When the novel coronavirus outbreak spiraled out of control earlier this year, product delays clearly weren’t front of mind, but they did seem inevitable. From supply chain issues to lack of demand, the general consensus early on was that Apple would be unable to stick to its typical late September release schedule for the iPhone 12 series. But as the months went on, the reporting became less apocalyptic, and last week, Wedbush analysts Daniel Ives and Strecker Backe said that Apple was “back in the driver’s seat” to avoid an iPhone 12 delay this fall.
But the seesaw continues this week as Nikkei Asian Review reports that Apple might have to delay its first 5G iPhone models anywhere from four weeks to two months due to “factory lockdowns and workplace absences” throughout the pandemic. In order to work through these problems, sources say that Apple has done everything in its power to keep the launch on track, but that might not be enough to make the September launch a reality.
“What the progress looks like now is months of delay in terms of mass production, but Apple is doing everything it can to shorten the postponement,” one source told Nikkei. “There’s a chance that the schedule could still be moved ahead.” This seems to imply that the best case scenario still involves a slight delay.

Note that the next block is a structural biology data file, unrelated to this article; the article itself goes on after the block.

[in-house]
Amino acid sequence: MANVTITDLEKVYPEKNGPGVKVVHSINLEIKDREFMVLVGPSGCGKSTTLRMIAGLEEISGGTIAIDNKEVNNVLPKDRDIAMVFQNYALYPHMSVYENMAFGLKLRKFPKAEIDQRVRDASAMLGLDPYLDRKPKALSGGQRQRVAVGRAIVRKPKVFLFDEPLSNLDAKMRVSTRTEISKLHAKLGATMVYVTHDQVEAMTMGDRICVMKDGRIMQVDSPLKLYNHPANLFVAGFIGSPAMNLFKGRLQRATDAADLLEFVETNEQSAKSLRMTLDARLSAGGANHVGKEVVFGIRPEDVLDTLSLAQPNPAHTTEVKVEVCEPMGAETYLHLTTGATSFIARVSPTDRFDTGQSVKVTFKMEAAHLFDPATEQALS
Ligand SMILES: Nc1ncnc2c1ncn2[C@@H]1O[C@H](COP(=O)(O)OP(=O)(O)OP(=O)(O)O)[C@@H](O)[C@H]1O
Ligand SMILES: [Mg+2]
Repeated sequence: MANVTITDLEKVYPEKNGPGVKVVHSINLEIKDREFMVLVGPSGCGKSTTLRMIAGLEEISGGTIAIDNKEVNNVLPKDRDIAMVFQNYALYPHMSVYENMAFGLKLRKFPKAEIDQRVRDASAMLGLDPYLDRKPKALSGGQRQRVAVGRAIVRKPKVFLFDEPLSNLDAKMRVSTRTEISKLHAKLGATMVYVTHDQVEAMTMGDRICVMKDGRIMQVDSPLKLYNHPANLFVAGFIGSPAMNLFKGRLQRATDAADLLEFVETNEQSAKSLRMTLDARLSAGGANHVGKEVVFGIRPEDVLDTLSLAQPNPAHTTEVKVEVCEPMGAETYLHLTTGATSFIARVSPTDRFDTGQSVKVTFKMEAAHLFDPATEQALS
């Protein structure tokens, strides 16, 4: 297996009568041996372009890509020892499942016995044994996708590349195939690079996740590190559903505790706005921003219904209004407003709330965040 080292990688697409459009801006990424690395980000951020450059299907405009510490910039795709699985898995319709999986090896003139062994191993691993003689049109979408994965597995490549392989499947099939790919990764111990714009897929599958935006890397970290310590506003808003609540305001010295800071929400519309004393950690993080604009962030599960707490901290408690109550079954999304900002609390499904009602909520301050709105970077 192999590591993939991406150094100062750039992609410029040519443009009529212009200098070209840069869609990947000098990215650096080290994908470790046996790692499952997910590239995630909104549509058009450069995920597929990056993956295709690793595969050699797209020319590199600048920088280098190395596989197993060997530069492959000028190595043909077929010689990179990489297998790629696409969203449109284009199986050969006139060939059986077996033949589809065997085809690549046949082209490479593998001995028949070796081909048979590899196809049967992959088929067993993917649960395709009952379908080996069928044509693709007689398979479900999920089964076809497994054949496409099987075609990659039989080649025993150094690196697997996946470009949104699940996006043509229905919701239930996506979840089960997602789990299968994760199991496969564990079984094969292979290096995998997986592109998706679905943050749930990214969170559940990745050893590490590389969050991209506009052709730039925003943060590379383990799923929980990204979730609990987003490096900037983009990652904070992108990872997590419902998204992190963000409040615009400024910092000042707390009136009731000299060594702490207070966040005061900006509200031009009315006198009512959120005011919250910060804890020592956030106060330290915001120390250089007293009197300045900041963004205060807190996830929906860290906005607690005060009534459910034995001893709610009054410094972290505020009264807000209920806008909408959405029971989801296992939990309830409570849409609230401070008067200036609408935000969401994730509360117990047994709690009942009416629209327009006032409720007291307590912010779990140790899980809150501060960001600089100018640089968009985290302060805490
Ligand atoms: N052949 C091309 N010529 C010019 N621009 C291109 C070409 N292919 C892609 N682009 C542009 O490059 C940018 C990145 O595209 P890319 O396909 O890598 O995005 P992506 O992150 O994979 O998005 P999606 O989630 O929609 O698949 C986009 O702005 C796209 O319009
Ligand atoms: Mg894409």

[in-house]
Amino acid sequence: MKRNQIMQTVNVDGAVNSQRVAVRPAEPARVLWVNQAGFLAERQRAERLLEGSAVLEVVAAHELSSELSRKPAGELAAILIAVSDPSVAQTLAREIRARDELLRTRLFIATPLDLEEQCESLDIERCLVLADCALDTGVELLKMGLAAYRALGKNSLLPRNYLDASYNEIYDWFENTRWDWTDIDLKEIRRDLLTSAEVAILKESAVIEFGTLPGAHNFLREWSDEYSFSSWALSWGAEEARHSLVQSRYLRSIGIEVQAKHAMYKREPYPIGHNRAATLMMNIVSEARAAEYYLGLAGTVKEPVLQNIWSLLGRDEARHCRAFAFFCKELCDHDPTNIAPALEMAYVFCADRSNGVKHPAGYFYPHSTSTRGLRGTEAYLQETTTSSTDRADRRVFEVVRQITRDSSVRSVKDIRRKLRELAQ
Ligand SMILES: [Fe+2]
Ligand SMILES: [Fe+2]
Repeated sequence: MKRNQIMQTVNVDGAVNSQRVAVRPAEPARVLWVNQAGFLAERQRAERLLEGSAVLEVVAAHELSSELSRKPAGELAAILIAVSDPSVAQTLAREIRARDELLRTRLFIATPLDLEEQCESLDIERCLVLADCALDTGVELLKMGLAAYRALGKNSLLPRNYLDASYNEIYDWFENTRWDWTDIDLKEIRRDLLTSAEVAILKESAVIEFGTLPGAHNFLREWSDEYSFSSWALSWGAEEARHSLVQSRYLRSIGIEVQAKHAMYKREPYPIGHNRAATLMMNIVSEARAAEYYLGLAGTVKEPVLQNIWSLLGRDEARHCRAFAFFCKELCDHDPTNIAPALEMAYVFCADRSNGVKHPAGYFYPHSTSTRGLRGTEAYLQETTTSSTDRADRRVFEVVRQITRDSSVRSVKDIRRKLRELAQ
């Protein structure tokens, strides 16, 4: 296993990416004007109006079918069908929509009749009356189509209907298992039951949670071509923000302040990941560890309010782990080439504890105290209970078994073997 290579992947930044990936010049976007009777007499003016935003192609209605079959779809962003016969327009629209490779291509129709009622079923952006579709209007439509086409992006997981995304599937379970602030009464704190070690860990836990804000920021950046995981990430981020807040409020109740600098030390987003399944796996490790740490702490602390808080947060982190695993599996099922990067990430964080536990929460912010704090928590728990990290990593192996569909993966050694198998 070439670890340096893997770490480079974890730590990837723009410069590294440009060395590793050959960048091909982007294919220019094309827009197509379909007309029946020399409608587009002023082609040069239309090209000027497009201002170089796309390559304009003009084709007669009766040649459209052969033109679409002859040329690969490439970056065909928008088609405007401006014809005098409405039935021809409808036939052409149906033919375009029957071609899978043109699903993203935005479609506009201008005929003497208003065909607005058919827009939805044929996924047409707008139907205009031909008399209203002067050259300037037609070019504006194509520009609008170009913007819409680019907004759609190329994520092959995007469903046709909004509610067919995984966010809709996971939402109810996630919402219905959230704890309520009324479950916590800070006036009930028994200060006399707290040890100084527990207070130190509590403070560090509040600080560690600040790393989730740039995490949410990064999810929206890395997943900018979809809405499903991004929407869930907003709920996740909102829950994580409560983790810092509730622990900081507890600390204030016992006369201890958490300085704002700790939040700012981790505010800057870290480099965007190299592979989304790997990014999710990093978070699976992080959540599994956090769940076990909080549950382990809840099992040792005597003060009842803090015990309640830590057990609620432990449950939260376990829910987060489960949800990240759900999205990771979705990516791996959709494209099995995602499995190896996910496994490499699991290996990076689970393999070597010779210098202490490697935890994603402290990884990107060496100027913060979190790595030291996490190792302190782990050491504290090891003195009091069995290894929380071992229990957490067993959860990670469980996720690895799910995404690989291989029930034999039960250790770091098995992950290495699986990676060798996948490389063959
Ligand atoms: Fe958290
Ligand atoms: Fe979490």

Another source noted that some members of Apple’s hardware development team returned to the office in June once the strict shelter-at-home restrictions from March were lifted. They rushed to finalize the design of the next iPhone to stay as close as possible to the September release date. “Some new product-related project deadlines have been moved up since the hardware team started to return to the office,” the source revealed.
Yet another source suggested that even the aggressive schedule Apple had set for its suppliers might not be enough to resolve the issues. “Some final iPhone assembly could be delayed to early October, and it wouldn’t be surprising if there are further delays because there are still a lot of tests going on now and the final designs have not yet been locked down,” the source said — a surprise considering how much we know about the design.
Finally, according to Nikkei’s sources, the high-end iPhone 12 that uses the mmWave 5G band is around two months behind schedule, while the 5G iPhones using the sub-6 GHz band are one to one and a half months behind. If all of these sources are correct, there’s still plenty of work to do to launch the iPhone 12 on time.
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